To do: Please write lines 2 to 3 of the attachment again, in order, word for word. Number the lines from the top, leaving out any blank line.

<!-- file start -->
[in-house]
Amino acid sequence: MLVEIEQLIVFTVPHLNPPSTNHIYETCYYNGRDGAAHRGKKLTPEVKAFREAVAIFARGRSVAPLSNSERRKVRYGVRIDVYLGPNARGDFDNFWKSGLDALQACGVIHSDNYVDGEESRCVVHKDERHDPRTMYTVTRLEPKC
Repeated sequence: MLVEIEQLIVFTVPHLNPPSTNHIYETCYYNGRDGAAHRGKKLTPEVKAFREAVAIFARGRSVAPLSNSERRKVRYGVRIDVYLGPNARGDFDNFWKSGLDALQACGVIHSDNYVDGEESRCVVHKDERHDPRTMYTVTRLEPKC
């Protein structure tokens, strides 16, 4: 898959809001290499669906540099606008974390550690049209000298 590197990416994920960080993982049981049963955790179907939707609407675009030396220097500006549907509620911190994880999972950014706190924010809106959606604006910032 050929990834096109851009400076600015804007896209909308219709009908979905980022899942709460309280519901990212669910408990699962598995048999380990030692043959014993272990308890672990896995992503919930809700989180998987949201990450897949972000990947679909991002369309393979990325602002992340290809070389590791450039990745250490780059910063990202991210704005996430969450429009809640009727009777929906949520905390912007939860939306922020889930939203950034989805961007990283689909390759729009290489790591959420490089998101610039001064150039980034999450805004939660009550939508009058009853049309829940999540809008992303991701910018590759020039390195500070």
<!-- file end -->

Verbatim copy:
Amino acid sequence: MLVEIEQLIVFTVPHLNPPSTNHIYETCYYNGRDGAAHRGKKLTPEVKAFREAVAIFARGRSVAPLSNSERRKVRYGVRIDVYLGPNARGDFDNFWKSGLDALQACGVIHSDNYVDGEESRCVVHKDERHDPRTMYTVTRLEPKC
Repeated sequence: MLVEIEQLIVFTVPHLNPPSTNHIYETCYYNGRDGAAHRGKKLTPEVKAFREAVAIFARGRSVAPLSNSERRKVRYGVRIDVYLGPNARGDFDNFWKSGLDALQACGVIHSDNYVDGEESRCVVHKDERHDPRTMYTVTRLEPKC